Dodge Charger Continues to Dominate Large and Rear-Drive Sedan Sales
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The Dodge Charger has long been the bestselling rear-drive sedan in the United States, but with the decline of the Ford Taurus and the Chevrolet Impala, the Mopar muscle sedan is also the bestselling large sedan in America with just two months left on the year. Even though the Charger rides on a chassis platform that is more than a decade old with a design that is entering its fifth model year, it continues to outsell every competitor in the large sedan segment and the rear-drive sedan segment.
Large American Sedan Sales
The American competitors for the Dodge Charger are the Ford Taurus, the Chevrolet Impala, the Cadillac CTS and the Cadillac CT6. Since the Chevrolet and Cadillac sales are reported quarterly, we will compare their numbers to the Dodge numbers from the first three quarters. The Ford Taurus and Chevy Impala are front-drive-based, but for the sake of comparing the Charger to other large American sedans, we are including them here.
Ford has sold 23,709 Taurus sedans in the same time that Dodge has sold 65,624 Chargers and while Dodge sold 59,308 Chargers through the end of October (third quarter end), Chevrolet sold only 43,952 examples of the Impala. In other words, the Dodge Charger is killing the big sedans from Ford and Chevy through the first three quarters of 2018.
Cadillac sales are also reported quarterly and through October, GM has sold 8,777 examples of the CTS and 7,270 examples of the CT6. Even if you add in the 10,028 ATS units sold – some of which are coupes – the Charger still outsold all Cadillac sedans combined by more than double (59,308 to 26,075).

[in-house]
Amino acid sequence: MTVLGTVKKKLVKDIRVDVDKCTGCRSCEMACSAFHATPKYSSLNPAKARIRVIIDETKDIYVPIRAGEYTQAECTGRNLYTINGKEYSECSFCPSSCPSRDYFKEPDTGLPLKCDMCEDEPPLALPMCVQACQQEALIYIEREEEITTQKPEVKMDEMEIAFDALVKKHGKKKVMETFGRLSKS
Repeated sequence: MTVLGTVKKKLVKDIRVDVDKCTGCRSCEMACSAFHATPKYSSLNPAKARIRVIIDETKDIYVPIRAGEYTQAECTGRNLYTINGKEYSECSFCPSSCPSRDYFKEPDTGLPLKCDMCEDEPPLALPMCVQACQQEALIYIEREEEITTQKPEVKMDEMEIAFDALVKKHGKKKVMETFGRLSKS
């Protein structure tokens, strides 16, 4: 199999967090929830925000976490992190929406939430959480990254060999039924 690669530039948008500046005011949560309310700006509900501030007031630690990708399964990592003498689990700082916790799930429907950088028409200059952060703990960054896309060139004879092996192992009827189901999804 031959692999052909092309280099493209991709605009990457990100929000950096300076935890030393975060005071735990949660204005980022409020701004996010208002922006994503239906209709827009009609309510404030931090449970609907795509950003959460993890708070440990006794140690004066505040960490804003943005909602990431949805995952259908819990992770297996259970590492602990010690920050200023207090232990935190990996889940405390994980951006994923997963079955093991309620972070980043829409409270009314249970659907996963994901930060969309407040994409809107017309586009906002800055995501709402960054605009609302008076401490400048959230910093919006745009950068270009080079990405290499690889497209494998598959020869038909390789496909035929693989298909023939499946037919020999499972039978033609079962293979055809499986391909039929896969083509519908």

Rear-Drive Sedan Sales
The Dodge Charger comfortably outsold all of the Cadillac rear-drive sedans combined, but the bestselling rear-wheel-drive sedans sold in the United States (other than the Charger) come from BMW and Mercedes Benz. The Charger loosely competes with the BMW 5-Series and 7-Series while taking on the Mercedes-Benz E-Class and S-Class in terms of function and performance.
Through the first ten months of 2018, BMW has sold 34,910 5-Series sedans and 6,685 7-Series models. During that same period of time, Mercedes moved 36,199 E-Class models and 11,820 S-Class models. Keep in mind that these European models include any available wagons, some coupes and a variety of all-wheel drive models, but they are all rear-drive-based so they fit for this comparison.
BMW’s bestselling rear-drive sedan is the 3-Series, which has moved 38,176 units through November while the popular Mercedes C-Class has sent out 47,883 units this year. Those cars are smaller than the Charger, but the big Dodge is still outselling them both.
Finally, Audi sells mostly all-wheel-drive sedans, but for the sake of comparison, we wanted to include some of their numbers as well. Through November, Audi has sold 56,439 sedans, including the A3, A4, A6, A7 and A8, as well as all of their performance models, wagons, etc.
The bottom line here is that when it comes to large sedans or rear-wheel-drive sedans, the Dodge Charger continues to outshine every competitor from around the world – usually by a comfortable margin.